A process of the invention for producing hot-dip aluminized castings from a malleable pearlitic cast iron with a lamellar cementite consists in heat treatment of castings from white cast iron/in order to obtain the pearlitic structure with a lamellar cementite and isolate the temper carbon or to obtain the pearlite-ferritic structure with a temper carbon/simultaneously with dip aluminizing these castings and subsequently annealing them in order to obtain the homogeneity of the multilayer aluminium coating formed directly after drawing them out from the bath. The castings from white cast iron with accurately dressed surfaces are immersed in the bath containing aluminium or aluminium alloys at temperatures in the range of 680 950C at a rate from 0.5 5 m/min. The castings are kept in the bath for the time period which is necessary for them to obtain the bath temperature. Then the castings are taken out from the bath at a rate from 0,5 m/min and cooled on air or in water This operation enables the castings to obtain a protective aluminium coating on the their surfaces a simultaneous hardening by formation of graphitization seeds in great numbers thereby increasing the final mechanical properties of the aluminized products from a malleable pearlitic cast iron with a lamellar cementite. Subsequently, graphitizing annealing is effected in a range of temperatures of 900 1,000C for the period of 8 l6 hours. This operation is performed in order to additionally increase the quantity of graphitization seeds and it may be preceded by tempering of previously hardened castings. Simultaneously with the graphitizing annealing of the aluminized castings the formed aluminium coating is also annealed in order to obtain improved structure. After the annealing stage, the aluminized castings together with the furnace are cooled to the critical range of temperatures from 880 730C and then fast cooled in air to the ambient temperature. This course of the process ensures a high efficiency in the production of aluminized castings from a pearlitic malleable cast iron with a lamellar cementite. This process is illustrated in the diagram presenting the process rate in dependence on the range of temperatures of successive heat treatments as is shown in FIG. 1.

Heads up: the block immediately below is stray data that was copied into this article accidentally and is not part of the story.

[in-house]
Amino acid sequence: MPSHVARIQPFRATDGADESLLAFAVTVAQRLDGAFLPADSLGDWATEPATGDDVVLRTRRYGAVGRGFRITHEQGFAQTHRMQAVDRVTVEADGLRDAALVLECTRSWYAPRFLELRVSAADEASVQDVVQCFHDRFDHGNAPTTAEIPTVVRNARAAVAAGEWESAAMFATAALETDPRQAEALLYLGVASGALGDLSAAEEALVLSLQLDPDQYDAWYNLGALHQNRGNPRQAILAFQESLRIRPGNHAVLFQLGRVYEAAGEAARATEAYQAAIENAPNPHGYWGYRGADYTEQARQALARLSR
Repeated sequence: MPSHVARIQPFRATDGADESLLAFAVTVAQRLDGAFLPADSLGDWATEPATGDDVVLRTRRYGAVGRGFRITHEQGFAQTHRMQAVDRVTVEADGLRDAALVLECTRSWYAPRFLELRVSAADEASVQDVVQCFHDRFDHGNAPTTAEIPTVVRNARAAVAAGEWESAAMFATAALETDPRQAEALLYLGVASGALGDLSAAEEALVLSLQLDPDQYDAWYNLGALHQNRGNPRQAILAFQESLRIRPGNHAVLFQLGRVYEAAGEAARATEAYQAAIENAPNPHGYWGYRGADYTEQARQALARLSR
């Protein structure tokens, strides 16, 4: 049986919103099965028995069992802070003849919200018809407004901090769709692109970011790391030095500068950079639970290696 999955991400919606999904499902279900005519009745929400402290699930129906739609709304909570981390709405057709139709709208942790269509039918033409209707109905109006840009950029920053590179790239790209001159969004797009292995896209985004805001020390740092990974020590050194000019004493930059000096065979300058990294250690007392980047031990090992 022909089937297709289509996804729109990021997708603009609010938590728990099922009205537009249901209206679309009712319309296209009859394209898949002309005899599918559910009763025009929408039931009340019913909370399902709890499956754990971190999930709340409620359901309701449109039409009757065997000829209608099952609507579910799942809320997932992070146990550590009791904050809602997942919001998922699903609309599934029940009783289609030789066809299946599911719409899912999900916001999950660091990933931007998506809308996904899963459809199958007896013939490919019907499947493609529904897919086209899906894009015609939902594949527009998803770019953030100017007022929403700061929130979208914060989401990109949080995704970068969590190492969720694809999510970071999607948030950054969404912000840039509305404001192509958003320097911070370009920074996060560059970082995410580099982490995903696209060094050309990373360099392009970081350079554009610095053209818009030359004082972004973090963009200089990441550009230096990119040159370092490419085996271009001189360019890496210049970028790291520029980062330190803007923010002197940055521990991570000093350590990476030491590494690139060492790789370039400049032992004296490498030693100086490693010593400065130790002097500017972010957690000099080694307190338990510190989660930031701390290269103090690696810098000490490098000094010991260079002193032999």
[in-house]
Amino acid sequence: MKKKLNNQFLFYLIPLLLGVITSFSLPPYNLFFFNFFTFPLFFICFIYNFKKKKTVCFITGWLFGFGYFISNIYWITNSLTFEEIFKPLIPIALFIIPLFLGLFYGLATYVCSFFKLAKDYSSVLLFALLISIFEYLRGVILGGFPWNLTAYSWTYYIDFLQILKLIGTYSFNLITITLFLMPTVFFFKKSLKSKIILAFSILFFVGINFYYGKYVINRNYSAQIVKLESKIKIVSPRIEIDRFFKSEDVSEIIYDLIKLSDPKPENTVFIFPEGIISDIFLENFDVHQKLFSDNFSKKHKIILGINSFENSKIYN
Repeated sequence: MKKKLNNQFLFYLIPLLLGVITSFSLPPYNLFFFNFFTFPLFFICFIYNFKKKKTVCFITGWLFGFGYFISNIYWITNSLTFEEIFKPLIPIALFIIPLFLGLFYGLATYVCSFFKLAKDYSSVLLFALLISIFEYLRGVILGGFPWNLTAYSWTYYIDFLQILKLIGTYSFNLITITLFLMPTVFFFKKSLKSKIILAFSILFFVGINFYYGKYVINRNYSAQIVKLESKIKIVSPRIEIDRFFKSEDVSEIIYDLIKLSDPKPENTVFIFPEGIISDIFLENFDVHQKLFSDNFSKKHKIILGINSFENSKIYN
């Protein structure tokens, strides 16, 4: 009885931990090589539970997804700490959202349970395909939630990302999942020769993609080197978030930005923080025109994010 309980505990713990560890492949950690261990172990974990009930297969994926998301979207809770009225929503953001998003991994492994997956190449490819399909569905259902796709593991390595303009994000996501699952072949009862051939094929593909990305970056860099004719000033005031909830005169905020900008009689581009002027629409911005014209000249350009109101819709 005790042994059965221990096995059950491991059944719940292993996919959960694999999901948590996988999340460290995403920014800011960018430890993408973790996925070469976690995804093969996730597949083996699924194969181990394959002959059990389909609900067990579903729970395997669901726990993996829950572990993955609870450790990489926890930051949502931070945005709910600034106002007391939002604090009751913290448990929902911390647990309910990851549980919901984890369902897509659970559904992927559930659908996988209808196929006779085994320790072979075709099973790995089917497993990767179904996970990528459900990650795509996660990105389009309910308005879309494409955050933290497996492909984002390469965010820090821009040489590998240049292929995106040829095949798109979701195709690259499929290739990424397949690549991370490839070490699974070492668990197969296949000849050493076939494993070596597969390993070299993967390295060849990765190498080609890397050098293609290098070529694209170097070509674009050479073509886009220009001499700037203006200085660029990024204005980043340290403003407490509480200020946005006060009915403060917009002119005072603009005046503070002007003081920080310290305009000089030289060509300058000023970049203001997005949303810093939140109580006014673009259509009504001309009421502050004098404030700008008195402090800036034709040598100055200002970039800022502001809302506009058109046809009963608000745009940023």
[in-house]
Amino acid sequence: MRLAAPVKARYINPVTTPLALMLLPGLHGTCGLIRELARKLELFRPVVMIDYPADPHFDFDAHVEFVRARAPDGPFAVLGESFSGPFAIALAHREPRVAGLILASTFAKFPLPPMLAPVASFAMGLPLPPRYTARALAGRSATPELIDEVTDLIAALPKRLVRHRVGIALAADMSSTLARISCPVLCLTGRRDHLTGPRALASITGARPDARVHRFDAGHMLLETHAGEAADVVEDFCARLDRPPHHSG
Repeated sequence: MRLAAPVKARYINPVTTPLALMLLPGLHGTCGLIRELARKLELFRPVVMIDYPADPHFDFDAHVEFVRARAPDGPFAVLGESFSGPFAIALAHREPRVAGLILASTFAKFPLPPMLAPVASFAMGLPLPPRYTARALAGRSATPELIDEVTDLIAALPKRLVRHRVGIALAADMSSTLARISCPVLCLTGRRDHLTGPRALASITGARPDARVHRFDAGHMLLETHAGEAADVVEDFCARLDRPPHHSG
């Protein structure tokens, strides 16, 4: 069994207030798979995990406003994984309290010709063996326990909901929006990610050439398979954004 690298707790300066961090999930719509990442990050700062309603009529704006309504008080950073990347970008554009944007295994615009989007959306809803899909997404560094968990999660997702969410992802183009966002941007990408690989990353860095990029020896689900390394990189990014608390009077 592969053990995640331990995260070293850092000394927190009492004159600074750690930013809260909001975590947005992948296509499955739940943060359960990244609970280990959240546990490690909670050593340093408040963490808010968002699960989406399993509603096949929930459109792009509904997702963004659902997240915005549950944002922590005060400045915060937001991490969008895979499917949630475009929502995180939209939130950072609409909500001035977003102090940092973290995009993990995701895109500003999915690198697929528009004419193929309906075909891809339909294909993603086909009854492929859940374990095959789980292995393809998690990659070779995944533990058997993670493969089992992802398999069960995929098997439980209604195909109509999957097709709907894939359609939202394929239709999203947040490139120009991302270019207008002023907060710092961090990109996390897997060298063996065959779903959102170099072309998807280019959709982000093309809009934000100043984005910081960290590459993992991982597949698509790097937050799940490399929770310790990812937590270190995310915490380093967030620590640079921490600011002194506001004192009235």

Example 2. In order to produce hot-dip aluminized castings from a pearlitic malleable cast iron with a spheroidal cementite, the heat treatment of previously hot-dip aluminized castings from a white cast iron is carried out with the same parameters as in the process for producing hot-dip aluminized castings from a pearlitic malleable cast iron with a lamellar cementite, and after the stage of graphitizing annealing an additional annealing is effected in the temperature range from 650780C for a period of 0.25 10 hours. This operation enables obtaining a better pearlite structure with coagulated cementite and further annealing of formed coating. The process is shown in FIG. 2 which illustrates the rate of the process in dependence on the range of temperatures of the heat treatment.
Example 3. The hot-dip aluminized castings from a pearlitic malleable cast iron with a spheroidal cementite are also obtained from a pearlitic malleable cast iron with a lamellar cementite, having no protective coating but only a dressed surface. They are hot-dip aluminized with the same peremeters as in the process of hot-dip aluminizing described in Example I. The castings with a formed aluminium coating are annealed for a period of 0.25 10 hours in a temperature range of 650-780C, then cooled in water to the ambient temperature. This operation of additional'annealing aims at providing coagulation of lamellar cementite present in pearlite as well as annealing the formed aluminium coating. The process course is shown in FIG. 3 illustrating the dependence of the rate of the heat treatment on the range of temperatures used.
Example 4. As a starting material for producing hotdip aluminized castings from a pearlitic malleable cast iron with spheroidal cementite, the non-aluminized castings of a black heart malleable cast iron may also be used. The said castings are surface dressed and aluminized with the same parameters as those the examples given above. Subsequently, they are annealed for a period of 0.25 10 hours at temperatures in the range of 650 800C. This process enables obtaining pearlite with spheroidal cementite and also formation of a homogeneous coating. The process is shown'in FIG. 4 illustrating the dependence of temperatures on the rate of the heat treatment.
Example 5. A process of the invention for producing hot-dip aluminized castings from a black heart malleable cast iron consists in a simultaneous heat treatment of castings from the starting white cast iron in order to obtain the ferriticor pearlite-ferritic structure with the isolated temper carbon and also to obtain an aluminium coating with the highest mechanical properties.